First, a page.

Light is an ephemeral yet crucial ingredient that shapes architecture. It holds the power to drastically change our perception. The identity of a space is often inextricably linked to how it receives natural light, thereby enhancing or diminishing the spatial experience.
Architects can manipulate the apertures in a building to modulate natural light in order to highlight texture, animate the interiors and affect moods. We can best understand the correlation between natural light and architecture through the following five channels.
Architecture has a peculiar quality of being perceived differently under varying lighting conditions. Designers can use this to their advantage, as flooding a space with diffused natural light while controlling the inlet of direct light can make it look si gnificantly bigger. Conversely, the absence of light will make the same space seem smaller in scale.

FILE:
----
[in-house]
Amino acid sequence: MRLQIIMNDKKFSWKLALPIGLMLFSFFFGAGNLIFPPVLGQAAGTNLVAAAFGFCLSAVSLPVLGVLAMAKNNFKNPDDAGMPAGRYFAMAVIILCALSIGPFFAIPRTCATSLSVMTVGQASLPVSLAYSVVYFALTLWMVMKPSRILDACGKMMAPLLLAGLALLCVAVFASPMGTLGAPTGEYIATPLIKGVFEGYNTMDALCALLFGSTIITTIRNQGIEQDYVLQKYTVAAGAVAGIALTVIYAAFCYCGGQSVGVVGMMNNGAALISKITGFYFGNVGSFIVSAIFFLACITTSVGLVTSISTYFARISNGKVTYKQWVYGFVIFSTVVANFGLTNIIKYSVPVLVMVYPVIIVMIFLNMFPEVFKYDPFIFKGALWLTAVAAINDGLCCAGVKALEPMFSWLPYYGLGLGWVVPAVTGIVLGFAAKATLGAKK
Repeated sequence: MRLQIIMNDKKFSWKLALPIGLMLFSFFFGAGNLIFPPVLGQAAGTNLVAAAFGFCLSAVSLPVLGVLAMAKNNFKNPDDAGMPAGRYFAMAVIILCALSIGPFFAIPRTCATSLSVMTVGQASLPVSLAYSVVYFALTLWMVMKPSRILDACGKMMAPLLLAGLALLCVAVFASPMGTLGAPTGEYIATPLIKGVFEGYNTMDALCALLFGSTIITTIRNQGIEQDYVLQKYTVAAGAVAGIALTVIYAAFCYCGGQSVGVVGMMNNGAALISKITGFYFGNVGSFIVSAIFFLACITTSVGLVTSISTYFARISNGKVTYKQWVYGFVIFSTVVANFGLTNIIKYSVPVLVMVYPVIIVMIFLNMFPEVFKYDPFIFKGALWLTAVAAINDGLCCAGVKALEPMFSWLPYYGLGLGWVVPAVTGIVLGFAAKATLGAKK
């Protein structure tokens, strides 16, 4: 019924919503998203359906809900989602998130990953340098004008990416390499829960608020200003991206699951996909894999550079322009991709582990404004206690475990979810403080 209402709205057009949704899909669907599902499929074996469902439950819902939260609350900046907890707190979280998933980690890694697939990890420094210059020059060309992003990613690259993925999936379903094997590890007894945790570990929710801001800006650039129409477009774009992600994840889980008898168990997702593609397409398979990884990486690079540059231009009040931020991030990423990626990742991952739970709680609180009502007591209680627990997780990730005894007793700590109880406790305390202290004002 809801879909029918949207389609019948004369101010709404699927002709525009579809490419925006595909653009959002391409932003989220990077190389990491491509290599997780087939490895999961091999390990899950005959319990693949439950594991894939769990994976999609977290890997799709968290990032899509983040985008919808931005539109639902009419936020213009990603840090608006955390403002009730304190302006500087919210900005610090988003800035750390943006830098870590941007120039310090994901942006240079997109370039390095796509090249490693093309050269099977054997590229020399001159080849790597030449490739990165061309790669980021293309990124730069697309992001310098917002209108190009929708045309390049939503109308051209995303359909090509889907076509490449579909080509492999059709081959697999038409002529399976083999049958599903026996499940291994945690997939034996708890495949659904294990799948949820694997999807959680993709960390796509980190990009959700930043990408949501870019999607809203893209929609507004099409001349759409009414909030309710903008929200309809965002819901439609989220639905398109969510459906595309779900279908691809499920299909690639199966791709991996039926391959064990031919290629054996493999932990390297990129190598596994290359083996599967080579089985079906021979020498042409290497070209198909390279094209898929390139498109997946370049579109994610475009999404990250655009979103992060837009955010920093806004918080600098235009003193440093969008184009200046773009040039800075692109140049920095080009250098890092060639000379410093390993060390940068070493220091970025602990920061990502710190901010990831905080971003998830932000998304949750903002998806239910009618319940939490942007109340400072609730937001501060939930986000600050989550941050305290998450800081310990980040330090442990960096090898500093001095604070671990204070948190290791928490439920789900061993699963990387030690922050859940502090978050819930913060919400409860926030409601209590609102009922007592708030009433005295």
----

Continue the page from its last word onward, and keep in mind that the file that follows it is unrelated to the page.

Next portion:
When working with light in architecture, we can mould it to our liking using materials and apertures. However, light itself becom es material in certain cases. A ray of sunlight passing through a crack in the door of a silent, dark room turns into an ethereal curtain as well as a dynamic flooring pattern.
The light that falls directly on a curved wall tells us t hat it is, in fact, curved. Shadows are what tell us that a dome is a dome. How shadows fall on or inside a building can affect our perception of the shape of the built mass.
Our spatial experiences are influenced strongly by t he kind of light that is allowed to enter the space. Skylights are an effective tool for designing experiential lighting. Its depth-to-width proportions determine how much indirect light can be received indoors. More solid, direct light will enter if it is too wide and more diffused light will enter if not.
“The history of architecture is the history of the struggle for light.”–Le Corbusier
Architects should vary the decision-making for introducing natural light to any space according to the function, the interior materials, and the experience the architect wants to create for its occupants. Whether it is a housing or an institutional project—or it falls in the luxury or affordable category, all of this is ultimately determined by an analysis of light within its context.